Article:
The case was originally brought before Judge Frank Meekins in Bridgeview. Meekins was later reassigned to Markham and he was replaced by Judge Loretta C. Douglas.
At first, Douglas was fair to both sides. But later, as the case went on, Douglas had become reticent, and she began to reject many motions Foley’s attorney Robert Clifford had made, including that Maxwell was intimidating Faddah, a key witness who disputed Maxwell’s story. Faddah claimed that Maxwell threatened to beat him up if he testified on behalf of Foley. (Had it been a state witness threatened by a defense witness, an immediate arrest warrant would have been issued and the state more than likely would have sought prosecution.)
The entire case presented by Leighten was based on Maxwell’s testimony, and weak evidence placing the incident at Campbell Street, Maxwell’s home, instead of at Foley’s home in Evergreen Park, more than 8 blocks away.
The only evidence Judge Douglas considered was that Maxwell’s knees were injured and he had a bruised rear-end.(Maxwell had previously had meniscus cartilage surgery on the same knees. The judge refused to consider that evidence in the case. How much pressure would it take to re-injure those knees?) Judge Douglas also had Maxwell’s testimony.
Foley’s attorney never denied that Maxwell had sustained some injuries in the confrontation. Foley claims they occurred as Maxwell jumped on his moving car as he was parking. But the real issue is, where did it all happen?
Despite all of Foley’s witnesses, Douglas chose to believe the sole testimony of Maxwell that it occurred in front of Maxwell’s home and not in front of Foley’s home.
Douglas also refused to allow Attorney Clifford to introduce abundant evidence of past violent acts by Maxwell against Foley and Foley’s family. The kids and members of the family had bad blood, which could bolster Foley’s case that Maxwell had a motive to attack him. Douglas ruled the evidence of a past feud was irrelevant. Repeated incidents where Maxwell allegedly harassed Foley and his family, driving by the home, sitting in front of Foley’s home in the car, were all cast aside by Judge Douglas as insignificant.
Oh really, Judge?
The Bottom Line:
No one is saying that someone got to Judge Loretta C. Douglas.
But, if you wanted to, Judge Paul Foxgrover would have been the man to go see.
Foxgrover lived at 10501 Talman, which was separated from Maxwell’s home by the large park where Maxwell alleged he had been left by the fleeing Foley and his friend, Faddah. You can see Foxgrover’s home from Maxwell’s, across the park.
According to at least one judge, Maxwell made feverish efforts to influence the case on his behalf. And Foley’s attorney believes at least one contact with a judge at Bridgeview had been made.
Other witnesses had seen Maxwell visiting the Foxgrover home nearby.
The fact is, though, that it doesn’t matter whether or not influence was or was not used.
It doesn’t matter whether the outcome of the case had anything directly to do with Maxwell’s politically connected ties to Foxgrover or to other politicians or even through the Chicago Police Department, the Evergreen Park Police Department or through the Cook County State’s Attorney’s office.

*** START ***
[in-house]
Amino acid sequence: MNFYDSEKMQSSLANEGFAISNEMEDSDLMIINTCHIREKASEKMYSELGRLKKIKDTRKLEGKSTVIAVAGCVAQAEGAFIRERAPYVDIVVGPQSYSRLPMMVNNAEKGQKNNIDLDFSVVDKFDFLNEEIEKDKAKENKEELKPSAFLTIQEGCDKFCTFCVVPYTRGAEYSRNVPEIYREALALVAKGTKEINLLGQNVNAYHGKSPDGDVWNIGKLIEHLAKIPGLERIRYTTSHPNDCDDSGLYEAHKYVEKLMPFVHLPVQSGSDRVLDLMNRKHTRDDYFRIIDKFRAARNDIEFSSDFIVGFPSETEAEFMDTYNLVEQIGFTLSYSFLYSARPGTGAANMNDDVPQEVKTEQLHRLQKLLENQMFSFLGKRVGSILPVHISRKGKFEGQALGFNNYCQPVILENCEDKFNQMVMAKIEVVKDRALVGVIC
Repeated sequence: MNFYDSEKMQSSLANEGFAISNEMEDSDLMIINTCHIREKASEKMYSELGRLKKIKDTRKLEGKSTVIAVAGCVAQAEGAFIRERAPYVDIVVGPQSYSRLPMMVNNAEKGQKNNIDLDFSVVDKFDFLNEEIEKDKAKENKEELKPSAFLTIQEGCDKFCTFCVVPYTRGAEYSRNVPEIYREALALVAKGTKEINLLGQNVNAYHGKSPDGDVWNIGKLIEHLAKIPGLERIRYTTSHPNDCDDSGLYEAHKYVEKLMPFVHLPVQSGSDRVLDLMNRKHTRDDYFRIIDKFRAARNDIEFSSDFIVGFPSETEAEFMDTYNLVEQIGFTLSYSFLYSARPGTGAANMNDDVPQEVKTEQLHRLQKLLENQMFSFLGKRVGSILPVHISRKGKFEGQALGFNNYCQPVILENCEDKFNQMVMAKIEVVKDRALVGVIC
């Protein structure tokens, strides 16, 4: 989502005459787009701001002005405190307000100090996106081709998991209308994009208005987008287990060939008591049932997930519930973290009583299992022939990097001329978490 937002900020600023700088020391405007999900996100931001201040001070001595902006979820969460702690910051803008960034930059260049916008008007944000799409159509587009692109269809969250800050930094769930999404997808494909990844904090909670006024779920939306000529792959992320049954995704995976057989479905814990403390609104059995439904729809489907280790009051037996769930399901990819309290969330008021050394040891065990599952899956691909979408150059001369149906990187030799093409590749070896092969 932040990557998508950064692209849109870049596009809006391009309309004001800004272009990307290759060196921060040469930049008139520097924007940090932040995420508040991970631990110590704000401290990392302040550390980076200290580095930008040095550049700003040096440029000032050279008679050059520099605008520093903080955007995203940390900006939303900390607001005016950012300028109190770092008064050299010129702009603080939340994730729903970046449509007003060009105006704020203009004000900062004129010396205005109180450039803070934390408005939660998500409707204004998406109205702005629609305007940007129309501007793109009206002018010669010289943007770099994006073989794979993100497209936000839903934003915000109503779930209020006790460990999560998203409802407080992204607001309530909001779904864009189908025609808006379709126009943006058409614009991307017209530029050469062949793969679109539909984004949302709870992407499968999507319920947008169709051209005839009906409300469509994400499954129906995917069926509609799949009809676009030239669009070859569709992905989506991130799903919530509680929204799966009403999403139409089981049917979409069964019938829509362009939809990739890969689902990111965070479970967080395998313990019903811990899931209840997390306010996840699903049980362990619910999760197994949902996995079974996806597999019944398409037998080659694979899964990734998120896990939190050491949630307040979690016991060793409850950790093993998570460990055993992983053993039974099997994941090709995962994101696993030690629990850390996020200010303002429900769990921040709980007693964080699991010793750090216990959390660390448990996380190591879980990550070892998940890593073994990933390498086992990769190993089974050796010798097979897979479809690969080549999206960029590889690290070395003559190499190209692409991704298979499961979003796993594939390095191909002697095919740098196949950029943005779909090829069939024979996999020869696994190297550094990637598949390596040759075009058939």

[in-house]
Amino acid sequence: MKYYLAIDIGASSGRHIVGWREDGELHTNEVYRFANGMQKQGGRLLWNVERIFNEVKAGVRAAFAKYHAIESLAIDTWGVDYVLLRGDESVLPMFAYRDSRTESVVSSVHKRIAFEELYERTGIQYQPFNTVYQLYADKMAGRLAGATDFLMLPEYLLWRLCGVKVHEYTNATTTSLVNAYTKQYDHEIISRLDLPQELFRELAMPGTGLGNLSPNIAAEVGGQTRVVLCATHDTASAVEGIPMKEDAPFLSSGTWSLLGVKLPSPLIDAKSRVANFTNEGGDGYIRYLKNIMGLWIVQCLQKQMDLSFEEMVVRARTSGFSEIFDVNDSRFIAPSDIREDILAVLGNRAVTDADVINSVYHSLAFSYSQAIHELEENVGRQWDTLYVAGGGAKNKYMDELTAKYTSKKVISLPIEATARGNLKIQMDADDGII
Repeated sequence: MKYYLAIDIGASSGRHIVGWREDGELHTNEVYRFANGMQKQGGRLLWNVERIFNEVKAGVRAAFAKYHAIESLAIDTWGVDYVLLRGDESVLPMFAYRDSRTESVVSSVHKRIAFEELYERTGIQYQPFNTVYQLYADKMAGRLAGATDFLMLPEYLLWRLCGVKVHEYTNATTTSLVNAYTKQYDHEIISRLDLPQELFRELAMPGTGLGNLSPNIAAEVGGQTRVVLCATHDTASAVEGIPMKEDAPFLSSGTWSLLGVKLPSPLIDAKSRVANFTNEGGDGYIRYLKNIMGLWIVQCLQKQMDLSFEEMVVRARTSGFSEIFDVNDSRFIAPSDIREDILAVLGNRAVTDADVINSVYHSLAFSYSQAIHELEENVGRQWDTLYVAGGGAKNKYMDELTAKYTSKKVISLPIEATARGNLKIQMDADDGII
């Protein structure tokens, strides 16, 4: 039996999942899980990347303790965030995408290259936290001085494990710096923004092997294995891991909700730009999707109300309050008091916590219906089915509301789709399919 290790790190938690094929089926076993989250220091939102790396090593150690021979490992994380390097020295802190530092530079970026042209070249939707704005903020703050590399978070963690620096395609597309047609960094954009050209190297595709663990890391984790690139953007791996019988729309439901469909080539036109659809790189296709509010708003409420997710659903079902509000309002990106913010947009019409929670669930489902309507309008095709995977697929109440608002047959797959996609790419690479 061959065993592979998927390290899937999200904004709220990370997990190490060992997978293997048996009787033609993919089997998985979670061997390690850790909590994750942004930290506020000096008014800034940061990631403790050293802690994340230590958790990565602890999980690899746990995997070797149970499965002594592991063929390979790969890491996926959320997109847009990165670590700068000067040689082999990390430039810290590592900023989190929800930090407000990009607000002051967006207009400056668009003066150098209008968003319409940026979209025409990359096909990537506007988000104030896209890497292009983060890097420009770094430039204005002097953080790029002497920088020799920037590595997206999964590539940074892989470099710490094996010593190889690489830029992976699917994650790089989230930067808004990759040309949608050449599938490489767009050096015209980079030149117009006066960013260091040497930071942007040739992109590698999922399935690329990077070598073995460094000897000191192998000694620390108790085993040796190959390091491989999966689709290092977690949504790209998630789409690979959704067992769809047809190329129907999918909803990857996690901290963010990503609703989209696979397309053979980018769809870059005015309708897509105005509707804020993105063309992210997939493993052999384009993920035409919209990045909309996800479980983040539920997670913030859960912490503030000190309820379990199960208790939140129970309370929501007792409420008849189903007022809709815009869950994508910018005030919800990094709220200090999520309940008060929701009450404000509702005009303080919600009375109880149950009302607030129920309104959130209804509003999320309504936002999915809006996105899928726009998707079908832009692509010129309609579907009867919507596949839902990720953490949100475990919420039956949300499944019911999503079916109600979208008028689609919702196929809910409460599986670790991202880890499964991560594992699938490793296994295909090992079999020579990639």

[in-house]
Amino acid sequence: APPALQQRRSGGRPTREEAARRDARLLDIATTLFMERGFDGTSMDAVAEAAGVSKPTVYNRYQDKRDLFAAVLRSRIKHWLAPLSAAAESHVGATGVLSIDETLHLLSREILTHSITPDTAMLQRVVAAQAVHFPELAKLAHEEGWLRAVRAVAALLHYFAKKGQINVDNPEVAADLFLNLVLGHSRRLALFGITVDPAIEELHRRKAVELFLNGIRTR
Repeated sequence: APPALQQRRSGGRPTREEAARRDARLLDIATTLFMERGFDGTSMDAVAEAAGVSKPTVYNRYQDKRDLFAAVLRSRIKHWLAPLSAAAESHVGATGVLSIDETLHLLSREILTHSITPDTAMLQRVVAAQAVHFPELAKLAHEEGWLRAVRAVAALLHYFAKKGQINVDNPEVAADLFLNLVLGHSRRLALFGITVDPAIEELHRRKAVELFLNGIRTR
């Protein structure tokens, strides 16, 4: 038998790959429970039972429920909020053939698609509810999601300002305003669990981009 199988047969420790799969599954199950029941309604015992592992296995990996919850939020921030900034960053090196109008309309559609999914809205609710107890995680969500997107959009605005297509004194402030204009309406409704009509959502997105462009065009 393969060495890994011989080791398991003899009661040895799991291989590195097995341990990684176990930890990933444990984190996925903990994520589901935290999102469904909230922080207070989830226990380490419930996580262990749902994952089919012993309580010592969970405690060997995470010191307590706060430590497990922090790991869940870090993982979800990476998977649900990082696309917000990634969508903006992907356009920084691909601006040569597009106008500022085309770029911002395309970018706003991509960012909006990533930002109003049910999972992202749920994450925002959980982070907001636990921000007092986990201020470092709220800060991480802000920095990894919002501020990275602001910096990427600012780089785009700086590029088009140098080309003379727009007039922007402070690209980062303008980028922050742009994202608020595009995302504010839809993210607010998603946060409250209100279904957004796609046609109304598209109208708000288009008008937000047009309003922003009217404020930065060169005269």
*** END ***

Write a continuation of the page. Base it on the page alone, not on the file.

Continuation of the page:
What matters is that the potential for wrongdoing existed.
And what really matters even more is that somehow, Foxgrover, a convicted felon himself who was sentenced to jail for betraying the public trust by stealing money from defendants brought before his bench, had the opportunity to influence a judge who everyone says was his very close friend.
Who is Judge Foxgrover?
Foxgrover was charged in the post-Greylord case at about the same time the Foley case was going to trial in 1992. Appointed an associate judge in 1984, Foxgrover did not resign his post until June 17, 1992.
Evidence presented in the post-Greylord case showed that Foxgrover had deposited some $50,000 in money orders in his personal bank account between January 1990 and July 1991, money orders made out to the judge by defendants who appeared before his court.
What an idiot!
But, would it be beyond a judge like Foxgrover to try and use his friendship to influence another judge to help his neighbor, friend and Chicago Fire Department colleague?
Foxgrover, convicted on rock solid evidence that went beyond a shadow of a doubt, was sentenced to six years in prison for theft, official misconduct and forgery. It was like a countryclub for the esteemed Cook County Judge.
Larry Foley, on the otherhand, whose confrontation with Steven Maxwell is questionable and the evidence is certainly weak at best, entered Galesburg Medium/Maximum Security prison on Sept. 20, 1996 to serve hard time.
Just this month, Foley finished the first year of his six year term. With good behavior, Foley can be released after only serving two more years behind bars, and would serve the remaining three years of his sentence in mandatory supervised probation.
No evidence of glass was found at Maxwell’s house from Foley’s car’s shattered windshield.
No evidence of glass was found from Foley’s car’s windshield in Maxwell’s clothes — Maxwell said the windshield shattered when his body hit it! Leighton noted that Maxwell’s nylon jacket had some snags and a “gash” that did not correspond to any bodily injury.
Minute paint chips matching Foley’s car were found on Maxwell’s. But that could just as easily strengthen Foley’s case that Maxwell may have jumped on the car. (Clifford says Maxwell is a karate afficionado.)
No witnesses saw this so-called “attempted drive by murder.” (Mrs. Maxwell called 911 and said she had not seen anything, but later told Chicago Police at the scene that she witnessed the alleged hit and run.)
If Foley had really swerved his car to strike Maxwell on that crowded Campbell Street, why wasn’t there any damage to Maxwell’s black Trans Am?
Larry Foley wasn’t even guilty of speeding. Before the incident, he had spent the entire day helping his former high school coaches at a wrestling match and had just arrived home.
Judge Douglas did not return telephone messages left with her court clerk aide from the Illinois Police and Sheriff’s News.
The thought that Foxgrover may or may not have been involved should be enough to convince Governor Jim Edgar to re-examine this case. The Governor can determine if justice should finally prevail and a man, who is more than likely innocent of these charges, should be pardoned.
Then, someone might want to take another look at the Cook County Judicial System.
Just make sure you wear a gas mask when you do.